Bubbles

King final 10.16.15

We live in bubbles. Surrounded by  people like us, most of us seldom encounter people who are significantly different.

We have our interests, our jobs and our educations, and we tend to be around people with similar backgrounds.

Of course there are exceptions.

Growing up, I played sports and performed on stage. In high school, I played less basketball and started smoking.

I moved from group to group, and was acquainted with all types of people – my life was like the Breakfast Club.

But, after high school and into college, my circles got smaller. And smaller. This happens to most of us.

Like schooling fish, people tend to stay around their kind.

If we have college degrees, we generally work around and associate with others who also have college degrees. If we have associates degrees or trade certifications, we generally spend most of our time with other similar people.

If we are unemployed felons, unfortunately, we tend to associate with like-minded people.

The same holds true in faith communities.

From homeschooling to church to Christian colleges, and back to our churches, a vocal segment of American Protestants seldom encounter people who are different from them. Their churches aren’t very diverse, and they don’t really mind.

Unfortunately, what happens is we begin to assume that everyone else is either like the people around us and we forget that other people have other views. Or we simply demonize people we don’t know and marginalize them.

Confirmation bias leads us to believe what we want to believe and causes us to ignore the things that contradict what we already believe.

King was right – our churches were segregated in 1963, and they remain so today.

On Dec. 18, 1963, King made his oft repeated observation that “the most segregated hour in this nation” is Sunday at 11 a.m. At Western Michigan University he responded to this question:

“Don’t you feel that integration can only be started and realized in the Christian church, not in schools or by other means?”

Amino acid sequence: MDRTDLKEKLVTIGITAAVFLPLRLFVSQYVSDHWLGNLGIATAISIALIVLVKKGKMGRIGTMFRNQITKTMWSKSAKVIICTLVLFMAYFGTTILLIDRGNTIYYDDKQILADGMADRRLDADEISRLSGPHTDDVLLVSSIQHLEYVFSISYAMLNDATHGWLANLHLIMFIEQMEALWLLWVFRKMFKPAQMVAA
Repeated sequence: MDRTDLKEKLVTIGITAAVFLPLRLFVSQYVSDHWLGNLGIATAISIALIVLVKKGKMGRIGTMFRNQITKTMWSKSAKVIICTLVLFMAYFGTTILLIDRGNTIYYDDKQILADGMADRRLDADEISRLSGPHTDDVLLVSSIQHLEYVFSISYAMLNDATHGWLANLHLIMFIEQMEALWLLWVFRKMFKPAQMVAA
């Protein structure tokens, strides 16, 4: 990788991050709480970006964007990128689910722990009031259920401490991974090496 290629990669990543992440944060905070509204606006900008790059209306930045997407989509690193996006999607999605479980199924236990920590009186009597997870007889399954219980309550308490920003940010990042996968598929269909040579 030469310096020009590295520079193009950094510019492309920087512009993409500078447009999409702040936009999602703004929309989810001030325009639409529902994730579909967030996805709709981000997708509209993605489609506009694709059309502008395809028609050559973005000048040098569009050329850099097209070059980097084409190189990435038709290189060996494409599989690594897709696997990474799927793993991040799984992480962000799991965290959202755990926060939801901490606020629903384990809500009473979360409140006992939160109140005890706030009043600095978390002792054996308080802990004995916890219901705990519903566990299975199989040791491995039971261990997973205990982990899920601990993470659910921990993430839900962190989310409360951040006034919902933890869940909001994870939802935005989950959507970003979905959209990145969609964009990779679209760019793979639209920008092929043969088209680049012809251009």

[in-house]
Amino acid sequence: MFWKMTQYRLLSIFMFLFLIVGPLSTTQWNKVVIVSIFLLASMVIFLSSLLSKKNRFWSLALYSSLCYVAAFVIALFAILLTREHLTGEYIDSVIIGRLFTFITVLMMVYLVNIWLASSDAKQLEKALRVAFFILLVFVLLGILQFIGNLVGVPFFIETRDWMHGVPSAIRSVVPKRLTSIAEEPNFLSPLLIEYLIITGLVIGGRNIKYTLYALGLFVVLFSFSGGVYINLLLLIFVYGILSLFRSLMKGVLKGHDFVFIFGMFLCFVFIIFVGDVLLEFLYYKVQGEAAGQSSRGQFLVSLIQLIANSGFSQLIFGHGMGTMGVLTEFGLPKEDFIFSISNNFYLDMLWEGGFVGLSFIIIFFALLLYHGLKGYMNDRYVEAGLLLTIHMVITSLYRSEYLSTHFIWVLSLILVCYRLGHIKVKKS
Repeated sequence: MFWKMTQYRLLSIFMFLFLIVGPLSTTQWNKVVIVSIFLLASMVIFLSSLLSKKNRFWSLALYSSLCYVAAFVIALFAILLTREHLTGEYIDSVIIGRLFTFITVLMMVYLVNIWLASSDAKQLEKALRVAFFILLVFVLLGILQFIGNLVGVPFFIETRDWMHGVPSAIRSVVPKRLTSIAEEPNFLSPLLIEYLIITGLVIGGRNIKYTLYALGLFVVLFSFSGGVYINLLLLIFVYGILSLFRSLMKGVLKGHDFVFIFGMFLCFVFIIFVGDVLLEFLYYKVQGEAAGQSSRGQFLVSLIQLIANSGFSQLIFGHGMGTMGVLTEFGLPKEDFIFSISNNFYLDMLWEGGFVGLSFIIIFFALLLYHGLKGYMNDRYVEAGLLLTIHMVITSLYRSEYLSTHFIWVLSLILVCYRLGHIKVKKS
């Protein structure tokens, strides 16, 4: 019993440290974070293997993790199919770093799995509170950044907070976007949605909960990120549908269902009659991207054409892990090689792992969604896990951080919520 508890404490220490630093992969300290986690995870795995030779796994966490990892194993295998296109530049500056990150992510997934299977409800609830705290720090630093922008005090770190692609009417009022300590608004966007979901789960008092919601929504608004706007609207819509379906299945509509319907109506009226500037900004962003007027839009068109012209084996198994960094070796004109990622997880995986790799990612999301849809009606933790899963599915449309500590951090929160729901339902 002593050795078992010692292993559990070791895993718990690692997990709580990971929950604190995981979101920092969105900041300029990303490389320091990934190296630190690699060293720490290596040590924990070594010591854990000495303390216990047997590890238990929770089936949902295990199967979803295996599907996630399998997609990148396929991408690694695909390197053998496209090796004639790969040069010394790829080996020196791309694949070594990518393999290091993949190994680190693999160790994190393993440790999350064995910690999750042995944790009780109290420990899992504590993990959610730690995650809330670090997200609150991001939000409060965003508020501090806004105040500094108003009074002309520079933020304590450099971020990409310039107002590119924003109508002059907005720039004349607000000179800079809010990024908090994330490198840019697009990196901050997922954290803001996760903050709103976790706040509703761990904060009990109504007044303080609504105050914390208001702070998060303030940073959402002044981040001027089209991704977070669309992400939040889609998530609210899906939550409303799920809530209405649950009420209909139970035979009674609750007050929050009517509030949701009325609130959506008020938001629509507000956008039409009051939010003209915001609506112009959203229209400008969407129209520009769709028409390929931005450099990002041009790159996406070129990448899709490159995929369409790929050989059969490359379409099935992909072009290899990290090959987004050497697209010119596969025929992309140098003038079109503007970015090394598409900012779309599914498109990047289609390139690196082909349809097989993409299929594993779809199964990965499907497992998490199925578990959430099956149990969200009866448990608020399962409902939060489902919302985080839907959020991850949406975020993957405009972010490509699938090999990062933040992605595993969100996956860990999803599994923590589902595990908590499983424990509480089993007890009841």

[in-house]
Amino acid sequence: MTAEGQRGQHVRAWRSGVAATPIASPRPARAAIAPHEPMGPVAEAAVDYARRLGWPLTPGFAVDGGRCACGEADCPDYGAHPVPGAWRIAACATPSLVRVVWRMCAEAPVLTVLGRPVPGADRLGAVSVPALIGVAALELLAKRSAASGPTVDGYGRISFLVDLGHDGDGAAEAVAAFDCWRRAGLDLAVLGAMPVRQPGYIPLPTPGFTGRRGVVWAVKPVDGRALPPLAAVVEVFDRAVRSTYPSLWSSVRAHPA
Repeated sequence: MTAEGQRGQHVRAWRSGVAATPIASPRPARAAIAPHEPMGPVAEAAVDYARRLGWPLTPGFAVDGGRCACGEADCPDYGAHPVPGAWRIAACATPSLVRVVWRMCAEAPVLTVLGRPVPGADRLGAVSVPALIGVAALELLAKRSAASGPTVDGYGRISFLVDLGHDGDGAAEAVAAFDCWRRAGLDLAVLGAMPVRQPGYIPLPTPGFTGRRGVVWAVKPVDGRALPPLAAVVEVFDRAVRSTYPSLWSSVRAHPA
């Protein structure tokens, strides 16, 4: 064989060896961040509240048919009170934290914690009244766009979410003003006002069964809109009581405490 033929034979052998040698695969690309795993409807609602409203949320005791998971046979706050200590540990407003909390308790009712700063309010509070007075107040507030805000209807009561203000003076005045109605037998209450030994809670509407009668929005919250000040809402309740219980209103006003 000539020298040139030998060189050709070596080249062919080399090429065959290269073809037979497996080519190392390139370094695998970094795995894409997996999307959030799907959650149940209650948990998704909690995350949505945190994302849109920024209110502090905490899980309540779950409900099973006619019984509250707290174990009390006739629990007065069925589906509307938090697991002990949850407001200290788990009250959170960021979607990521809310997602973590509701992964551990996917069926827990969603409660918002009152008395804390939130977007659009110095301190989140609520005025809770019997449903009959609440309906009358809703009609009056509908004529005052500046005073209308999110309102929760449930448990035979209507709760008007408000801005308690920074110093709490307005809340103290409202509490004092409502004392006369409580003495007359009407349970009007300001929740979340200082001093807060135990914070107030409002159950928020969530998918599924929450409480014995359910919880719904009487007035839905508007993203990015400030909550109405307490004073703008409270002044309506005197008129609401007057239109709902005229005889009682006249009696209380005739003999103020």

“We must face the fact that in America, the church is still the most segregated major institution in America. At 11 a.m. on Sunday morning when we stand and sing ‘And Christ Has no East or West,’ we stand at the most segregated hour in this nation. This is tragic. Nobody of honesty can overlook this. Now, I’m sure that if the church had taken a stronger stand all along, we wouldn’t have many of the problems that we have. The first way that the church can repent, the first way that it can move out into the arena of social reform is to remove the yoke of segregation from its own body. Now, I’m not saying that society must sit down and wait on a spiritual and moribund church as we’ve so often seen. I think it should have started in the church, but since it didn’t start in the church, our society needed to move on. The church, itself, will stand under the judgment of God. Now that the mistake of the past has been made, I think that the opportunity of the future is to really go out and to transform American society, and where else is there a better place than in the institution that should serve as the moral guardian of the community. The institution that should preach brotherhood and make it a reality within its own body.”

When we live in homogenized bubbles of sameness we lose the richness of diversity. And our churches grow to reflect the pews – safe, unchallenged and homogenized.

Of course there are exceptions, but they are exceptions because they are so rare.

The church I attend, for example, is 30 percent immigrants. But more than diversity in the pews, every service includes portions in another language.

Our church, our worship and our lives are made better by being exposed to people who are different from each other.

I’m sure that if the church takes a stronger stand, we wouldn’t have the problems that we have. The problems of discrimination, war, violence, bigotry, and injustice can and should be tackled by the church, but churches must step beyond their bubbles.

The bubbles of our lives must be popped, to give us room to grow, starting with the bubbles of our churches.

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